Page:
Having accomplished the research and training goals of the K99 phase, I am now prepared to transition to the ROO phase of this CDA. I have published several first-authored papers during the past two years, including my K99 project in the journal "Neurology." Consistent with the "cognitive reserve" (CR) hypothesis, the K99 results showed that lifetime intellectual enrichment lessens the negative impact of neuropathology on learning and memory in persons with multiple sclerosis (MS). I have also met my training goals, as I have acquired the MRI /fMRI analysis skills necessary for the ROO phase. As discussed in the original K99/R00 application, the primary aim of this ROO project is to use fMRI to identify the neurophysiologic basis of CR in MS. Although CR has been conceptualized as a neurophysiologic characteristic ofthe brain, research on CR has relied on behavioral / vocabulary-based estimates of CR. As such, the proposed project will provide the most direct investigation of CR in any neurologic population to date. Pilot fMRI data suggest that activity within the brain's default network (DN) is correlated with traditional vocabulary-based estimates of CR, as well as memory performance on neuropsychological tasks. Of particular note, pilot data suggest that DN activity mediates the relationship between vocabulary knowledge and memory functioning, thereby supporting the notion that DN activity represents the neurophysiologic basis of CR. Consistent with technological advances within the fMRI literature, I will use "resting state functional connectivity" to investigate the underlying functional integrity ofthe DN in persons with MS. I will investigate the correlation between a vocabulary-based estimate of CR and DN functional connectivity. I will also investigate whether the strength of DN functional connectivity mediates the relationship between vocabulary and memory functioning, which would support DN integrity as the neural basis of CR. Given the novelty of this research, a secondary aim investigating the relationship between vocabulary and DN activity in a matched group of healthy controls is necessary to charactize the specificity of the hypothesized relationship. Finally, as a tertiary aim, I will perform the first investigation ofthe neuroanatomical basis of CR in persons with MS.

Public Health Relevance

I have extended the theory of CR to MS over the past two years, mostly through cognitive-behavioral data. This proposed fMRI / neurophysiologic study provides the most direct investigation of CR to date, which will identify biomarkers of lower CR (i.e., risk of memory decline). This will (a) help target 'at risk'persons for early intervention memory rehabilitation, and (b) inform future attempts to build CR in persons with MS.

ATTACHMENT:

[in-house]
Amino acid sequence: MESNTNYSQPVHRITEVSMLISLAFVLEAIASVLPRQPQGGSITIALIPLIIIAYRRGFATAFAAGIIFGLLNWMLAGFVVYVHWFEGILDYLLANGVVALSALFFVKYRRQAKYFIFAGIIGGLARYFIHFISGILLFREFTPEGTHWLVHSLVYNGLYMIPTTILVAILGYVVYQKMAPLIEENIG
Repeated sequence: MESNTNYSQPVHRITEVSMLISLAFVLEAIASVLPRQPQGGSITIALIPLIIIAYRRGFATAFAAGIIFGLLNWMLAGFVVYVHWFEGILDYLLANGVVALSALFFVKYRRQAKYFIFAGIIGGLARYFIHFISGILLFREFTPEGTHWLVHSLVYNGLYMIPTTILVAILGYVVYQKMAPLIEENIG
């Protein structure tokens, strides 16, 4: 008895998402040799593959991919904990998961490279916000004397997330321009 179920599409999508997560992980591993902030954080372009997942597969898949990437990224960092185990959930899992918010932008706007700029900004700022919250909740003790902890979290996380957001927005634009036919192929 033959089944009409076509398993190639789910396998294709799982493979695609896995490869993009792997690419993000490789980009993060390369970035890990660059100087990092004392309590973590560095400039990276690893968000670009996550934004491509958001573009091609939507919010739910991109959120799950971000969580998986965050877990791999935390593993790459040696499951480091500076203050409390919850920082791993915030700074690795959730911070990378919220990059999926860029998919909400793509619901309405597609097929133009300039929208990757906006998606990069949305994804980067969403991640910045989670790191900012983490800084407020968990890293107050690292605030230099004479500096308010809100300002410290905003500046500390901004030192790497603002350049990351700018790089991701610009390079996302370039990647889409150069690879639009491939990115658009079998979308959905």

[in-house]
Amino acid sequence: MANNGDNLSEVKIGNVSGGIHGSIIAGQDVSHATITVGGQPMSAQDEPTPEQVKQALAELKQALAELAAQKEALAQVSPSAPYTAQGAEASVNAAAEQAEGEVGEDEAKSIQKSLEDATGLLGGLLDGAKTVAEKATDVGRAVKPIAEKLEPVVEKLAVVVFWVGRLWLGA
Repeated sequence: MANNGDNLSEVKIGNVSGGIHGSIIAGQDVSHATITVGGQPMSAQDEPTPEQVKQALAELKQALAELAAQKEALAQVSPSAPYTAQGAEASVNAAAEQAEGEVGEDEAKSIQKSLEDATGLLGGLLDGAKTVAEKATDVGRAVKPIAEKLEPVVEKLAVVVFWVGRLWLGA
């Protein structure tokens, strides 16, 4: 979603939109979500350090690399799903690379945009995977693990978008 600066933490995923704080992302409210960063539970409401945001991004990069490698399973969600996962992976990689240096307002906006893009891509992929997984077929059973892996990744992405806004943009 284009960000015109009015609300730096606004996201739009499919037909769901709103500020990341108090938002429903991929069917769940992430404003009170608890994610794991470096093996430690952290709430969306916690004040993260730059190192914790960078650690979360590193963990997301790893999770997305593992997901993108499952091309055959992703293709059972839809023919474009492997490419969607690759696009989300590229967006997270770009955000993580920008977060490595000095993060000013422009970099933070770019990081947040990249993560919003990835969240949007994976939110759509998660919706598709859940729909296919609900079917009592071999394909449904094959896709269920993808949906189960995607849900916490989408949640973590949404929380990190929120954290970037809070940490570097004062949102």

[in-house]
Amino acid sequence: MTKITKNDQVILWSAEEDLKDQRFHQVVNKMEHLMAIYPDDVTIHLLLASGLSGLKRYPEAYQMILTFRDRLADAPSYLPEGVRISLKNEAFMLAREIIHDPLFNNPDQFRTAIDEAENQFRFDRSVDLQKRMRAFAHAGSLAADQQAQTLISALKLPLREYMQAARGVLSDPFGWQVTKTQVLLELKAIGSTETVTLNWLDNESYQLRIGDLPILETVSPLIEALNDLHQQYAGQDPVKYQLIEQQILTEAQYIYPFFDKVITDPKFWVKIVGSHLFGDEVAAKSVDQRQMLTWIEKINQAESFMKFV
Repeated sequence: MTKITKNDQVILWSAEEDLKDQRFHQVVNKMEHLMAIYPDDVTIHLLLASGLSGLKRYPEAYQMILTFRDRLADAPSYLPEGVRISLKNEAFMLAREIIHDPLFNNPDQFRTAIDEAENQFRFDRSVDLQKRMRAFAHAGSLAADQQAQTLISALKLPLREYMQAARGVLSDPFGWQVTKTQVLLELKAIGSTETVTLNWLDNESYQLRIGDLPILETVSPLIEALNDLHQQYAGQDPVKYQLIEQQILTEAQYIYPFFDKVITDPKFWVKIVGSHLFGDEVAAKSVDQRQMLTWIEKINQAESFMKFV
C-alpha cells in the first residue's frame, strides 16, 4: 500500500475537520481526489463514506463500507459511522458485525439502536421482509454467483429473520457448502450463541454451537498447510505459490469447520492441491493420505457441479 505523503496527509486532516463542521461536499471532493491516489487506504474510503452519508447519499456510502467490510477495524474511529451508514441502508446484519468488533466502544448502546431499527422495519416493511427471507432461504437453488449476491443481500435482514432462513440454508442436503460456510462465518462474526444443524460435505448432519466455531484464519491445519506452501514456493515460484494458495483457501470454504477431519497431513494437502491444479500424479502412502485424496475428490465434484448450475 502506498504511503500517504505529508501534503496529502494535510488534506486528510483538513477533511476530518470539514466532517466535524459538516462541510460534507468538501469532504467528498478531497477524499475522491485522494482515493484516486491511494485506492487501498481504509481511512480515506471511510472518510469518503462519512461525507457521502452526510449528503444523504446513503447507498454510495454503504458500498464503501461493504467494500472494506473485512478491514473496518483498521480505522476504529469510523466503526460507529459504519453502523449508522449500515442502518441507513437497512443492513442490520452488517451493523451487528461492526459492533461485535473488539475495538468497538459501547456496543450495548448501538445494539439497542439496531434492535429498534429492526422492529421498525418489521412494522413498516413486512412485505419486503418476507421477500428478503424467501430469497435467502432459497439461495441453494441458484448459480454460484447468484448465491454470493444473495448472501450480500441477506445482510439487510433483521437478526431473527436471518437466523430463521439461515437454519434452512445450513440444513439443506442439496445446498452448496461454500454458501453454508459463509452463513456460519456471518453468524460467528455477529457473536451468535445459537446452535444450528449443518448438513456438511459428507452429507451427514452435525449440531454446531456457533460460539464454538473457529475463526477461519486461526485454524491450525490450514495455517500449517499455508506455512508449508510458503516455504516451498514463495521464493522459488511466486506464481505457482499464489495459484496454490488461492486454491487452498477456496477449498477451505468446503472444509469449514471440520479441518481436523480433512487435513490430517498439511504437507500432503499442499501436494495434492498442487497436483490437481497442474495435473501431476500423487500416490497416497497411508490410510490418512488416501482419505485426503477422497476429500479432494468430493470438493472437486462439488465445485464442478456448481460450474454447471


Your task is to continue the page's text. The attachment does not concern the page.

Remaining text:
Agency
National Institute of Health (NIH)
Institute
Eunice Kennedy Shriver National Institute of Child Health & Human Development (NICHD)
Type
Research Transition Award (R00)
Project #
5R00HD060765-04
Application #
8304977
Study Section
Special Emphasis Panel (NSS)
Program Officer
Quatrano, Louis A
Project Start
2010-09-01
Project End
2014-05-31
Budget Start
2012-06-01
Budget End
2014-05-31
Support Year
4
Fiscal Year
2012
Total Cost
$207,898
Indirect Cost
$72,899
Name
Kessler Foundation, Inc.
Department
Type
DUNS #
029128969
City
West Orange
State
NJ
Country
United States
Zip Code
07052
Sumowski, James F; Leavitt, Victoria M (2014) Body temperature is elevated and linked to fatigue in relapsing-remitting multiple sclerosis, even without heat exposure. Arch Phys Med Rehabil 95:1298-302
Sumowski, James F; Rocca, Maria A; Leavitt, Victoria M et al. (2014) Brain reserve and cognitive reserve protect against cognitive decline over 4.5 years in MS. Neurology 82:1776-83
Sandry, Joshua; Sumowski, James F (2014) Working memory mediates the relationship between intellectual enrichment and long-term memory in multiple sclerosis: an exploratory analysis of cognitive reserve. J Int Neuropsychol Soc 20:868-72
Leavitt, Victoria M; Wylie, Glenn; Chiaravalloti, Nancy et al. (2014) Warmer outdoor temperature is associated with task-related increased BOLD activation in patients with multiple sclerosis. Brain Imaging Behav 8:128-32
Sumowski, James F; Wylie, Glenn R; Leavitt, Victoria M et al. (2013) Default network activity is a sensitive and specific biomarker of memory in multiple sclerosis. Mult Scler 19:199-208
Sumowski, James F; Rocca, Maria A; Leavitt, Victoria M et al. (2013) Brain reserve and cognitive reserve in multiple sclerosis: what you've got and how you use it. Neurology 80:2186-93